Communication Gaps

I posted to an online group of adult autistics:

Just in case it might be interesting to somebody, I am going to paste in below part of a letter I wrote recently to my friend Nancy, attempting to explain to her why I had been so "short" with her the last few times she'd tried to talk to me. It came after a period of 2-3 weeks when she had been too busy elsewhere to make time for me.

letter excerpt begins:
I'm sorry I've been snarky lately. There's a dynamic involved over which I have limited control. When I have less than a minimum amount of interpersonal contact, I "lose the knack" and find it very hard to participate in "normal" relations again. It's as if a door has closed, a very heavy door that I can open only slowly and with great effort.

Ordinarily, you are the only person (internet excepted) with whom I have interpersonal contact on a regular basis. The people I talk to at work get mostly "scripts" from me, unless they are talking to me about a specific work project. When the talk is that focused, I usually have no trouble with it (unless I am very tired).

Talking un-scripted is different. It takes more energy, for one thing, and I can do it satisfactorily only with the few people I know well enough. With those few people, there is a pre-existing basis for conversation, a grounding that keeps me from having to re-create myself for every conversation. There are a few people (e.g., X) with whom I can enjoy conversing even though I don't see them regularly. I need time to prepare for such interactions, though, and they are exhausting. The time I visited X when I went back east to visit my aunt and uncle was a total disaster. Because the trip itself (the logistics) was so consuming, I had not prepared myself at all for talking with X. The result was that I "had nothing to say." The door had closed. I knew she was disturbed by the way I was behaving (or rather, by what I wasn't doing: talking, interacting, being the Janey she thought she knew), but I couldn't do a damn thing about it. Having dinner with Y requires mental preparation (getting myself ready to talk), and I'm always exhausted after two hours. Talking with Z is easier because she can fill any amount of time on her own and requires very little of me.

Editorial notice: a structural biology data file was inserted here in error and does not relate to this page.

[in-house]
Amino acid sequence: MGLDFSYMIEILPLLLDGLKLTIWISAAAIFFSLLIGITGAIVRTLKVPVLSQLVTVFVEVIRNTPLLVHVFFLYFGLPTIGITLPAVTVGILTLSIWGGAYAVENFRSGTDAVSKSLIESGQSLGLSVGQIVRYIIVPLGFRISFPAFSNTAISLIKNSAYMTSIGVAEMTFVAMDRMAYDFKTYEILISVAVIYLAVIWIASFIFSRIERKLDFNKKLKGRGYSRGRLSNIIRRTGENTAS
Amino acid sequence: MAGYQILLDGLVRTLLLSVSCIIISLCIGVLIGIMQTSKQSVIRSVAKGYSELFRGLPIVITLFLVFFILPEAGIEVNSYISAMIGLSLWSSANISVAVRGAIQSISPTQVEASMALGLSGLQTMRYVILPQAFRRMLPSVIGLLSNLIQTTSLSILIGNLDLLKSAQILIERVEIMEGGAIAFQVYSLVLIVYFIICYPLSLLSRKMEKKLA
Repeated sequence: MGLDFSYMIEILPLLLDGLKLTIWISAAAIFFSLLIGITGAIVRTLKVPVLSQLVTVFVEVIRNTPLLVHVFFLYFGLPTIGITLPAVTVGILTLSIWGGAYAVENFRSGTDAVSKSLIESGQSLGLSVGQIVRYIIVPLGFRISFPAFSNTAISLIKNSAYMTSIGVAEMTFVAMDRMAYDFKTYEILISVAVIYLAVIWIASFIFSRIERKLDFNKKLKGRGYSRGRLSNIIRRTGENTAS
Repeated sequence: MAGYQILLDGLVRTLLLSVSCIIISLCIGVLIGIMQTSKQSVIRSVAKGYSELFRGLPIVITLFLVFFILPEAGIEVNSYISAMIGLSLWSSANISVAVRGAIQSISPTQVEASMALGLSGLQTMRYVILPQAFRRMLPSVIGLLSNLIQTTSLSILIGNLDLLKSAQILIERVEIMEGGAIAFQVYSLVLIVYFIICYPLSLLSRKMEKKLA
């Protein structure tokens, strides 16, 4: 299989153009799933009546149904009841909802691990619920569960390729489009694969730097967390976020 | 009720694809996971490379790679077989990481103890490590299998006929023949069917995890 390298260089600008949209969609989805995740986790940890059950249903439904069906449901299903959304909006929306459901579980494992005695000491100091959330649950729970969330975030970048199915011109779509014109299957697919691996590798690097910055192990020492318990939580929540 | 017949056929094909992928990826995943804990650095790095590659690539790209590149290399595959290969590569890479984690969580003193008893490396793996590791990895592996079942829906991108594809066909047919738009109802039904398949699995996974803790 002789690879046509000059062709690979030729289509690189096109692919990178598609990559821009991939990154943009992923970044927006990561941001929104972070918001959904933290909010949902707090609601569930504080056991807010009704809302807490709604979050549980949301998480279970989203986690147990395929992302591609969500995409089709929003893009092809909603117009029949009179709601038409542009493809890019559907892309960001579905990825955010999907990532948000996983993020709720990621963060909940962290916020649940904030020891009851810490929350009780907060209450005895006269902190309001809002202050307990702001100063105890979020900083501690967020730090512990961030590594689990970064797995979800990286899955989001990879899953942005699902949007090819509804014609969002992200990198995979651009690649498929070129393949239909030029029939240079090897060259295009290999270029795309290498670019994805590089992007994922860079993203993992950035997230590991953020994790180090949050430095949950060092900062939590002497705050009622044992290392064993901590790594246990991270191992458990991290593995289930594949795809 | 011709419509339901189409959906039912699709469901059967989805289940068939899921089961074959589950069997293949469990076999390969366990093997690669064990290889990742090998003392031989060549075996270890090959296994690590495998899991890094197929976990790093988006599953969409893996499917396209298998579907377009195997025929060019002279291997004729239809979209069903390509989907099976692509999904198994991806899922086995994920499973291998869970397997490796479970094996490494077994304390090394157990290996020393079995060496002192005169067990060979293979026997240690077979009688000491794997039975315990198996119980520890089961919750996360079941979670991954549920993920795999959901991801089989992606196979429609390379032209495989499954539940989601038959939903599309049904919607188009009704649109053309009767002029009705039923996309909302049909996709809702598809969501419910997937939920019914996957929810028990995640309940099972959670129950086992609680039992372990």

When you and I are talking to one another on a very regular basis, I seem able to operate as if the conversation is on-going. There is not so much break that my "talking machine" shuts down. When there are longer gaps, however, I "lose track." I feel (and it is a very strong feeling, stronger than my ability to rationalize it away) that I have to go back to where we left off and start from there. Because so much has happened (not necessarily things that I need to talk about, but the minute details of every day are there in my memory, and I have to work at identifying and prying out the limited number that are worth talking about), I feel overwhelmed at the prospect of initiating a conversation.

There are times (when the gap is long, or when I'm feeling irritated) when it's not just talking that is the problem. My whole mind (or rather, the whole section of my mind that deals with/relates to the outside world) has become focused elsewhere than on my relationship with you. At those times, it is hard to differentiate you (except in strictly nominative, intellectual terms) from a stranger who is intruding into my life. (And as you know, I am very selfish about giving up my time.)
---------end of letter excerpt

A member of the online group suggested that it might be easier for me if I asked Nancy to allow me to perseverate (talk uninterrupted on a topic of interest to me) for a while before embarking on "normal" conversation.

I responded:

Actually, for me it works better the other way around. If she is willing to talk for the first half hour without getting anything from me but grunts and maybe a yes or no, then I gradually find my voice machine loosening up (or warming up) enough that I can start to engage in the conversation more fully.

I think Nancy did understand much of what I was trying to convey. She may not understand what it feels like or exactly why it happens, but she accepts my description as being what is real for me and is willing to help me work around it. As I think I may have mentined before, she is finding the book Women from Another Planet very helpful in increasing her comprehension of AS.